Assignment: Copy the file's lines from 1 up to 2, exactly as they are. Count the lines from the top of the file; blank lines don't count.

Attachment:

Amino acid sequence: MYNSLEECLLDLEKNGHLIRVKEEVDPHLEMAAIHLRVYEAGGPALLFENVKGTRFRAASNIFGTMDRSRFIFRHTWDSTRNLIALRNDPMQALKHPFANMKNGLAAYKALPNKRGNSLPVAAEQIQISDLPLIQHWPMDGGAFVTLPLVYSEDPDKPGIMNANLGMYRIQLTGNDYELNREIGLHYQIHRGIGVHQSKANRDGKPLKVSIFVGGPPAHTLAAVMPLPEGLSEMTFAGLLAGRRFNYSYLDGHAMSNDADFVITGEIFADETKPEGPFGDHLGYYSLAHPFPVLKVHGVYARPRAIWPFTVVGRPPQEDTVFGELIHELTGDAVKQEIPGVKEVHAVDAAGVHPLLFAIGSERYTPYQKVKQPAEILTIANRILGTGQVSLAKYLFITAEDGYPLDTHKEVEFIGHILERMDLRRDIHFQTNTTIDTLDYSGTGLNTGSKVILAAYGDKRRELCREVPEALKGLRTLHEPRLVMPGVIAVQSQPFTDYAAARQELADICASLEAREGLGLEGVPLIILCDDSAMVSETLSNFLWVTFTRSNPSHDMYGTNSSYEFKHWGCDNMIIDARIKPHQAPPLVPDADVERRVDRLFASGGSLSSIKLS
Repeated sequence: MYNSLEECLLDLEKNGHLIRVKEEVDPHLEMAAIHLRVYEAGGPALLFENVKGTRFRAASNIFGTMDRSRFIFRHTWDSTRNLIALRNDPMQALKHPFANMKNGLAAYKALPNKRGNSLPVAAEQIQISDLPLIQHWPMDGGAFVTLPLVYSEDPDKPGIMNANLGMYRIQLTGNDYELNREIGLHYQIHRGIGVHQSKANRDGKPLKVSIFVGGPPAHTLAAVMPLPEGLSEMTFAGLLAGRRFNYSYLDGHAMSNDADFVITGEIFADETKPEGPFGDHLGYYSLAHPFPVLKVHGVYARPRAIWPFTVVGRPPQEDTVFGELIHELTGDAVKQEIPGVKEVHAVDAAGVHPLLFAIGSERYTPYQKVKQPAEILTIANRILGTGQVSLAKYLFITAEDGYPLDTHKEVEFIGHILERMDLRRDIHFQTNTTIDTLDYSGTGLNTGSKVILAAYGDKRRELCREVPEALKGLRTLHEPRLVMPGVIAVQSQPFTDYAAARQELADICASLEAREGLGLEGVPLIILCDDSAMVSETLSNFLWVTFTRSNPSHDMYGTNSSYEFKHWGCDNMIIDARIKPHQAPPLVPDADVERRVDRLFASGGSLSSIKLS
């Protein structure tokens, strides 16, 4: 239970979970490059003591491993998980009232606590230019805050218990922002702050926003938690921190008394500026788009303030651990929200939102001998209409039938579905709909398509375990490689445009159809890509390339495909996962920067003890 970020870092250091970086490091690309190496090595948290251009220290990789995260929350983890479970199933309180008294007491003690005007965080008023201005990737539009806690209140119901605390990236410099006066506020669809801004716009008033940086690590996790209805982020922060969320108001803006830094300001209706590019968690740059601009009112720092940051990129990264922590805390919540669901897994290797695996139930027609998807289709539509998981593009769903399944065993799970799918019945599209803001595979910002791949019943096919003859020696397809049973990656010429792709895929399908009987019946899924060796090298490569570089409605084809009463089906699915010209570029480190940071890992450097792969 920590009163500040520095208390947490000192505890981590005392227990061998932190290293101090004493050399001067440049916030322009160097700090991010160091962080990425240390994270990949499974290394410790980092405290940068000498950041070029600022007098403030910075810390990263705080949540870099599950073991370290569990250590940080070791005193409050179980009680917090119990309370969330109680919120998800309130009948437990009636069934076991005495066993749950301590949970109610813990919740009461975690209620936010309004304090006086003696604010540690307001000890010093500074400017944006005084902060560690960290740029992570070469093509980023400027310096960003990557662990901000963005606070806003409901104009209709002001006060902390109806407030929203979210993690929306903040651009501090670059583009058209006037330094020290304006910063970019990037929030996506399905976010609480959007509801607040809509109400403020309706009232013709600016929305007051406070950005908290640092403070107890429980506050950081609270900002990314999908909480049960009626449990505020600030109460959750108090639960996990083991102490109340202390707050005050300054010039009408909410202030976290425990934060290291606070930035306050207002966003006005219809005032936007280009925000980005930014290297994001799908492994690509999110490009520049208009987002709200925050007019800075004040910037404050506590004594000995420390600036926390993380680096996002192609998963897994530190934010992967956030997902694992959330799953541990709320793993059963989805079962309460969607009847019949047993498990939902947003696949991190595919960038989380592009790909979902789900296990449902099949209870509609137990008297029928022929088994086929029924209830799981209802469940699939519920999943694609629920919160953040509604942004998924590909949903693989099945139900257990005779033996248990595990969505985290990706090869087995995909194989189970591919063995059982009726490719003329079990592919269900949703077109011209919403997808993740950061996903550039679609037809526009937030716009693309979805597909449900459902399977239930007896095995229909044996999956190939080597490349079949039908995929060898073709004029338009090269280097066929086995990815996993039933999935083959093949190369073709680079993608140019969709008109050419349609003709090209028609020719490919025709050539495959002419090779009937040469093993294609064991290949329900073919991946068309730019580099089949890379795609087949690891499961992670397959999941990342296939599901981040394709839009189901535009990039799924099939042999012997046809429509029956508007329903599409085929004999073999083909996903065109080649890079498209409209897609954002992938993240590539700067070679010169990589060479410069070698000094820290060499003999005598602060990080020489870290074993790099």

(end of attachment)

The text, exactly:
Amino acid sequence: MYNSLEECLLDLEKNGHLIRVKEEVDPHLEMAAIHLRVYEAGGPALLFENVKGTRFRAASNIFGTMDRSRFIFRHTWDSTRNLIALRNDPMQALKHPFANMKNGLAAYKALPNKRGNSLPVAAEQIQISDLPLIQHWPMDGGAFVTLPLVYSEDPDKPGIMNANLGMYRIQLTGNDYELNREIGLHYQIHRGIGVHQSKANRDGKPLKVSIFVGGPPAHTLAAVMPLPEGLSEMTFAGLLAGRRFNYSYLDGHAMSNDADFVITGEIFADETKPEGPFGDHLGYYSLAHPFPVLKVHGVYARPRAIWPFTVVGRPPQEDTVFGELIHELTGDAVKQEIPGVKEVHAVDAAGVHPLLFAIGSERYTPYQKVKQPAEILTIANRILGTGQVSLAKYLFITAEDGYPLDTHKEVEFIGHILERMDLRRDIHFQTNTTIDTLDYSGTGLNTGSKVILAAYGDKRRELCREVPEALKGLRTLHEPRLVMPGVIAVQSQPFTDYAAARQELADICASLEAREGLGLEGVPLIILCDDSAMVSETLSNFLWVTFTRSNPSHDMYGTNSSYEFKHWGCDNMIIDARIKPHQAPPLVPDADVERRVDRLFASGGSLSSIKLS
Repeated sequence: MYNSLEECLLDLEKNGHLIRVKEEVDPHLEMAAIHLRVYEAGGPALLFENVKGTRFRAASNIFGTMDRSRFIFRHTWDSTRNLIALRNDPMQALKHPFANMKNGLAAYKALPNKRGNSLPVAAEQIQISDLPLIQHWPMDGGAFVTLPLVYSEDPDKPGIMNANLGMYRIQLTGNDYELNREIGLHYQIHRGIGVHQSKANRDGKPLKVSIFVGGPPAHTLAAVMPLPEGLSEMTFAGLLAGRRFNYSYLDGHAMSNDADFVITGEIFADETKPEGPFGDHLGYYSLAHPFPVLKVHGVYARPRAIWPFTVVGRPPQEDTVFGELIHELTGDAVKQEIPGVKEVHAVDAAGVHPLLFAIGSERYTPYQKVKQPAEILTIANRILGTGQVSLAKYLFITAEDGYPLDTHKEVEFIGHILERMDLRRDIHFQTNTTIDTLDYSGTGLNTGSKVILAAYGDKRRELCREVPEALKGLRTLHEPRLVMPGVIAVQSQPFTDYAAARQELADICASLEAREGLGLEGVPLIILCDDSAMVSETLSNFLWVTFTRSNPSHDMYGTNSSYEFKHWGCDNMIIDARIKPHQAPPLVPDADVERRVDRLFASGGSLSSIKLS